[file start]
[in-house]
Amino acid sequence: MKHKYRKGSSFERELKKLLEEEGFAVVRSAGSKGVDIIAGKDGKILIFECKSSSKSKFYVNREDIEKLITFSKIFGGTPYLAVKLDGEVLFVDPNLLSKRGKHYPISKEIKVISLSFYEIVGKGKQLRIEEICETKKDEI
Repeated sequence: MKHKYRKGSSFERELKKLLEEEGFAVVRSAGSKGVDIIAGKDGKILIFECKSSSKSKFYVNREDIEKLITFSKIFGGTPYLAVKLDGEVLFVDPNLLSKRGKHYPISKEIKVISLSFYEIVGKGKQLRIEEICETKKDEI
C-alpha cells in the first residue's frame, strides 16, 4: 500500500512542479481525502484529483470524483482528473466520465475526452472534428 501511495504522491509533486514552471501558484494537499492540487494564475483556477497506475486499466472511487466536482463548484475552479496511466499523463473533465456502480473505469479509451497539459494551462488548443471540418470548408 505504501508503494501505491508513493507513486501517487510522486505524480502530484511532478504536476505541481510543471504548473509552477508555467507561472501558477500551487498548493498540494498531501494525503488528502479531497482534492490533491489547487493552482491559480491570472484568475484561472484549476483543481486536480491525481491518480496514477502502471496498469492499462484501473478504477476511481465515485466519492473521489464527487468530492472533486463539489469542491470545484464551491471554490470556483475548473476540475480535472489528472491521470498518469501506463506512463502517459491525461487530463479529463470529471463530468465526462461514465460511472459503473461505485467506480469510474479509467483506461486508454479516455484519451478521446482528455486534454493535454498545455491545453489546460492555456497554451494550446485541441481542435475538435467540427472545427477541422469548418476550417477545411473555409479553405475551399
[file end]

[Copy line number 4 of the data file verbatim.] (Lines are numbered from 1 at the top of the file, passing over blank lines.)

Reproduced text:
C-alpha cells in the first residue's frame, strides 16, 4: 500500500512542479481525502484529483470524483482528473466520465475526452472534428 501511495504522491509533486514552471501558484494537499492540487494564475483556477497506475486499466472511487466536482463548484475552479496511466499523463473533465456502480473505469479509451497539459494551462488548443471540418470548408 505504501508503494501505491508513493507513486501517487510522486505524480502530484511532478504536476505541481510543471504548473509552477508555467507561472501558477500551487498548493498540494498531501494525503488528502479531497482534492490533491489547487493552482491559480491570472484568475484561472484549476483543481486536480491525481491518480496514477502502471496498469492499462484501473478504477476511481465515485466519492473521489464527487468530492472533486463539489469542491470545484464551491471554490470556483475548473476540475480535472489528472491521470498518469501506463506512463502517459491525461487530463479529463470529471463530468465526462461514465460511472459503473461505485467506480469510474479509467483506461486508454479516455484519451478521446482528455486534454493535454498545455491545453489546460492555456497554451494550446485541441481542435475538435467540427472545427477541422469548418476550417477545411473555409479553405475551399